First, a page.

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Milton however, and poets of a higher order, whose verses are of varied melody, the case is different, and here we doubt if any but the born reader will ever attain to complete success. Still improvement may be made, and the reading become tolerable.

The following observations may not prove useless :

It is impossible in any language whatsoever to pronounce two consecutive syllables without placing an accent, that is elevating the tone, on one of them, forming thus an iamb or a trochee. We shall therefore find that consecutive dactyls or anapæsts, considered with regard to accent, really form a series of these feet, ex. gr.

At the clóse of the dáy when the hámlet is still. Words of more than two syllables have always more than one accent, of which the one is strong, the other (or others) weak, as in régulàr, tránsitory. These sometimes form the foot named choriamb, as in tèrgiversátion. A final syllable, as in this word, may either stand alone, or go to the formation of a new foot, with the initial syllable of the following word.

A good reader will never attempt to pronounce more than two of these feet, or two with a syllable, at a breath. Hence perhaps it was that the ancient Greeks termed their iambic and trochaic verses dimeters, trimeters, tetrameters, the line naturally dividing itself into two, three, or four portions.* Trimeters, for example, ran thus,

between animated reading and chant. This is very much the Harrow style of reading. Hodgson has it; Lord Holland too (though not, I believe, a Harrow man), gives in to it considerably. Harness himself, I perceived, had it strongly, and by his own avowal he is without a musical ear, as is Lord Holland to a remarkable degree. Lord Byron, though he loved simple music, had no great organization that way."— T. Moore, Diary, May 4, 1828.

* In dactylic and anapæstic verse the single foot was regarded as a metre.

Ώ τέκνα, | Κάδμου του πάλαι η νέα τροφή,

τίνας πόθ έδρας | τάσδε μοι | θοάζετε; In like manner our five-foot heroic and dramatic verse divides itself into three, or sometimes four, portions. Paradise Lost commences thus :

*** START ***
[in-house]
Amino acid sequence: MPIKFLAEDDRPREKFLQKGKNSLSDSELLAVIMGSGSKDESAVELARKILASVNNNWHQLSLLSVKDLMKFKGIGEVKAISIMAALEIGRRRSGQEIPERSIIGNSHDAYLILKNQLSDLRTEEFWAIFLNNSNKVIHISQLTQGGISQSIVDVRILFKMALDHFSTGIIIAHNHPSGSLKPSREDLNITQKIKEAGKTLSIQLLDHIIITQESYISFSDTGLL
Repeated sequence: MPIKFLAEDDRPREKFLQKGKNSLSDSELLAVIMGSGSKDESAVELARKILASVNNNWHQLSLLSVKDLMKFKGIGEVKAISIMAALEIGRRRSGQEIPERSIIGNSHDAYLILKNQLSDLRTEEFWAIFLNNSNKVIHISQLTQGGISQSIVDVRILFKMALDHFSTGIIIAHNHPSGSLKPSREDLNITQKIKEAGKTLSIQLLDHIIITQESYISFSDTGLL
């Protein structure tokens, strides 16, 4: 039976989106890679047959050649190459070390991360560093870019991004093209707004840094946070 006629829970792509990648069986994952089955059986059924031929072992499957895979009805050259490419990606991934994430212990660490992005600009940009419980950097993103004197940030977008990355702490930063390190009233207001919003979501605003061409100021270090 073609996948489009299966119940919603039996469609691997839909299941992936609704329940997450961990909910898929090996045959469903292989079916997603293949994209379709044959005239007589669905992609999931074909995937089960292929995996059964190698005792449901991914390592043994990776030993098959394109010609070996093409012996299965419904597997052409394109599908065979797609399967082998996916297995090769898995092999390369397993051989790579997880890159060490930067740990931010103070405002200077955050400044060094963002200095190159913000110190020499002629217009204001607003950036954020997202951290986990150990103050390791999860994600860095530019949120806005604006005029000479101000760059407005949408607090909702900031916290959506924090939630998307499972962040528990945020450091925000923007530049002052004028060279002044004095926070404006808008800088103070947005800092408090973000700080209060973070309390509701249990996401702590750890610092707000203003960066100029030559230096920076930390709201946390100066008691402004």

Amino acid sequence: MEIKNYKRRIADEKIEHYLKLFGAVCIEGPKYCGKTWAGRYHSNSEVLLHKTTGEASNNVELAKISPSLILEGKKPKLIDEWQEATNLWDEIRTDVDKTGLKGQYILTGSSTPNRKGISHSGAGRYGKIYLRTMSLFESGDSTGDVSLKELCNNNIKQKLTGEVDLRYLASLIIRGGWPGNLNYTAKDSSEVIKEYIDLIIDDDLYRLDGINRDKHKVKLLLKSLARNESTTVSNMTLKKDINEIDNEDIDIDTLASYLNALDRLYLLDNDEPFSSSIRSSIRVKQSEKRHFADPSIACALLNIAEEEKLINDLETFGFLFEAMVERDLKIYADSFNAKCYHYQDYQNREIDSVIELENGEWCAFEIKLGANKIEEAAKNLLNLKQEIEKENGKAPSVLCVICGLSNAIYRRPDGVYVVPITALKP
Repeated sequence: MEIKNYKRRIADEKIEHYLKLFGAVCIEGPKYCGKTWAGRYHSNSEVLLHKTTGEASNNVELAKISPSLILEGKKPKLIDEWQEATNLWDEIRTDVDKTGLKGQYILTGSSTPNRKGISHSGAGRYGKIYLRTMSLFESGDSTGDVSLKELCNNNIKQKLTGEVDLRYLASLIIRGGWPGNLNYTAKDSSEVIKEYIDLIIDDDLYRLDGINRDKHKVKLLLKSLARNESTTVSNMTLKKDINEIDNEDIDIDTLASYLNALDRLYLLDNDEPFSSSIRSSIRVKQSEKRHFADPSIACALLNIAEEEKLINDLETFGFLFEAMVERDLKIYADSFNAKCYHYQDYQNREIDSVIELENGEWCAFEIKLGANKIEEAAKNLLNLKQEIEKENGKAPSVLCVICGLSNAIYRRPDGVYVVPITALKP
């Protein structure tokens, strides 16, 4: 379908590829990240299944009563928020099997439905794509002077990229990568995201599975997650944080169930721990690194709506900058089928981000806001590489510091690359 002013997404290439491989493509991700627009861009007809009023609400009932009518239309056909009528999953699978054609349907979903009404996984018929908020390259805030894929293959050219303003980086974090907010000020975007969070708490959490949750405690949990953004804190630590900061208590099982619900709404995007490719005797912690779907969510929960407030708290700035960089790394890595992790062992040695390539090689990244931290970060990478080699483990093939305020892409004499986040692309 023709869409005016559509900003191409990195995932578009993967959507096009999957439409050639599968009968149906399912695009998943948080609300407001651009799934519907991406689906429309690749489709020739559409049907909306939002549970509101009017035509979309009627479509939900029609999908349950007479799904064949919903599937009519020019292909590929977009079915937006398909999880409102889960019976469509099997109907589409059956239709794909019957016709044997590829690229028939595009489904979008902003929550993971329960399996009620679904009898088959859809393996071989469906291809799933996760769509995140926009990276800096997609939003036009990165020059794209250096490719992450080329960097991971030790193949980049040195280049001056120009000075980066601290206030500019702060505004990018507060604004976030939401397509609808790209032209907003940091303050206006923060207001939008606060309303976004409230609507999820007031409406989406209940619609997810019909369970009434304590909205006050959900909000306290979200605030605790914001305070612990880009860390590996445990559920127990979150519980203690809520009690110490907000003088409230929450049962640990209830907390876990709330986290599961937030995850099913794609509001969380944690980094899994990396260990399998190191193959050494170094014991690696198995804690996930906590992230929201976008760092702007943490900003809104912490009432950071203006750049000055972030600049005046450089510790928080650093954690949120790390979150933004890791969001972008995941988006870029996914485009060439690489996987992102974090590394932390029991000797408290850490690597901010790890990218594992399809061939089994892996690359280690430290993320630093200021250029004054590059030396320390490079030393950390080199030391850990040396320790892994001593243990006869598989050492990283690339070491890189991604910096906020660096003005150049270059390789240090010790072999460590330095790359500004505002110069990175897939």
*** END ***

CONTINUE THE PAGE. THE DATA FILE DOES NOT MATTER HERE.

Of man's | first disobedience || and the fruit
Of that | forbidden tree, || whose mortal taste
Brought death | into the world, || and all our woe,
With loss of Eden, || till | one greater man

Restore us, || and regain | the blissful seat. The pause indicated by the double line is called the cæsura, and is frequently as long as that at the end of the verse ; that by the single line, which is usually much shorter, may be named the semicæsura. The length of the pause at any of these places can only be determined by the taste and judgement of the reader.

In arms | not worse, || in foresight | much advanced.
Where joy | for ever dwells. || Hail horrors ! || hail.
No wonder, || fallen | such a | pernicious height.

Awake, / arise, || or be for ever fallen. are examples of the occurrence of more than one semicasura in a line.

The usual place of the cæsura in the four-foot verse is the middle of the line. There is sometimes a semic@sura, or even two; but this last is rare.

The six-foot verse with which Spenser concludes his stanzas, and which Milton also employs, is, like the French Alexandrine, a compound of two three-foot lines, and should therefore, like that verse, have the cæsura exactly in the middle, as in

To wanton with the sun, || her lusty | paramour.
Should look so near || upon | her foul | deformities.

This last line, it will be seen, is not quite accurate. But neither Spenser nor Milton adhered strictly to this rule, as the following examples will show,

She strikes / a universal | peace || through sea and land,

While birds of calm | sit brooding || on | the charmed wave. In all cases the voice should be somewhat elevated at the end of the third foot.